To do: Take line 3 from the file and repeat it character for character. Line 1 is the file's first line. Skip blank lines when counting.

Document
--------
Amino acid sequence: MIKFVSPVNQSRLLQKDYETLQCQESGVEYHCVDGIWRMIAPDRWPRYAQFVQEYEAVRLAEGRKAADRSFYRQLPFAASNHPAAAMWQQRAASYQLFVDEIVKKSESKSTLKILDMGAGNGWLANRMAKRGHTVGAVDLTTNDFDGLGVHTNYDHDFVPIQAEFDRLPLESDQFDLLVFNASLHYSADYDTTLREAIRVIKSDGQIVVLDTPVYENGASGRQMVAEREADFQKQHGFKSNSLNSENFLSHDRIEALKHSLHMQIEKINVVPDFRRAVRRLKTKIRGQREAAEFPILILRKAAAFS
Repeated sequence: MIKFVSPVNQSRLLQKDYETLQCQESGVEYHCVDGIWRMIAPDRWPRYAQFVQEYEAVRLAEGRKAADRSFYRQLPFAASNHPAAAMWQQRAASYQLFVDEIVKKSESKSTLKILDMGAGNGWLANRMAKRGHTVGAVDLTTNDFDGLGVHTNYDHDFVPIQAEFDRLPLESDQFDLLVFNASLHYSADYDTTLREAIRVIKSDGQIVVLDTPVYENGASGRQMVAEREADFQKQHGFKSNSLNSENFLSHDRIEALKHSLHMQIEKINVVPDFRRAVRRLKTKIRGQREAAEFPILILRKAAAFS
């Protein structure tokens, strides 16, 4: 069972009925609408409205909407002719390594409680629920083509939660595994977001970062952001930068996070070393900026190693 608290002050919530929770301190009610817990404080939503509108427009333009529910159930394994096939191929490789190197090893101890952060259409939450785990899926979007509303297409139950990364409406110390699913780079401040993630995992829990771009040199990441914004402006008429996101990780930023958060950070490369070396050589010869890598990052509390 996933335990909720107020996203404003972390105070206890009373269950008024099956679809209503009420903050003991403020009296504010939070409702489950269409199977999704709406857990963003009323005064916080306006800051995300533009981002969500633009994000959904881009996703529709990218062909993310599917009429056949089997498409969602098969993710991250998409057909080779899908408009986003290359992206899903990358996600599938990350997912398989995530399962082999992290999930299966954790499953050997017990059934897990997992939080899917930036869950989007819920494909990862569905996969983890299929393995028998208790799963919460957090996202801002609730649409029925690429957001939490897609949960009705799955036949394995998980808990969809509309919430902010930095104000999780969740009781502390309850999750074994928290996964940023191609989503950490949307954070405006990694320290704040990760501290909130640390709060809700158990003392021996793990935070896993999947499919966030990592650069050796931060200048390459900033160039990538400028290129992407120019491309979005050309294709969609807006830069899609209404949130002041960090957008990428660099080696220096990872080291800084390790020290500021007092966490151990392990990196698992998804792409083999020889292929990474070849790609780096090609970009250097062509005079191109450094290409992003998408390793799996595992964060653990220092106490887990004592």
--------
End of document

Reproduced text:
């Protein structure tokens, strides 16, 4: 069972009925609408409205909407002719390594409680629920083509939660595994977001970062952001930068996070070393900026190693 608290002050919530929770301190009610817990404080939503509108427009333009529910159930394994096939191929490789190197090893101890952060259409939450785990899926979007509303297409139950990364409406110390699913780079401040993630995992829990771009040199990441914004402006008429996101990780930023958060950070490369070396050589010869890598990052509390 996933335990909720107020996203404003972390105070206890009373269950008024099956679809209503009420903050003991403020009296504010939070409702489950269409199977999704709406857990963003009323005064916080306006800051995300533009981002969500633009994000959904881009996703529709990218062909993310599917009429056949089997498409969602098969993710991250998409057909080779899908408009986003290359992206899903990358996600599938990350997912398989995530399962082999992290999930299966954790499953050997017990059934897990997992939080899917930036869950989007819920494909990862569905996969983890299929393995028998208790799963919460957090996202801002609730649409029925690429957001939490897609949960009705799955036949394995998980808990969809509309919430902010930095104000999780969740009781502390309850999750074994928290996964940023191609989503950490949307954070405006990694320290704040990760501290909130640390709060809700158990003392021996793990935070896993999947499919966030990592650069050796931060200048390459900033160039990538400028290129992407120019491309979005050309294709969609807006830069899609209404949130002041960090957008990428660099080696220096990872080291800084390790020290500021007092966490151990392990990196698992998804792409083999020889292929990474070849790609780096090609970009250097062509005079191109450094290409992003998408390793799996595992964060653990220092106490887990004592």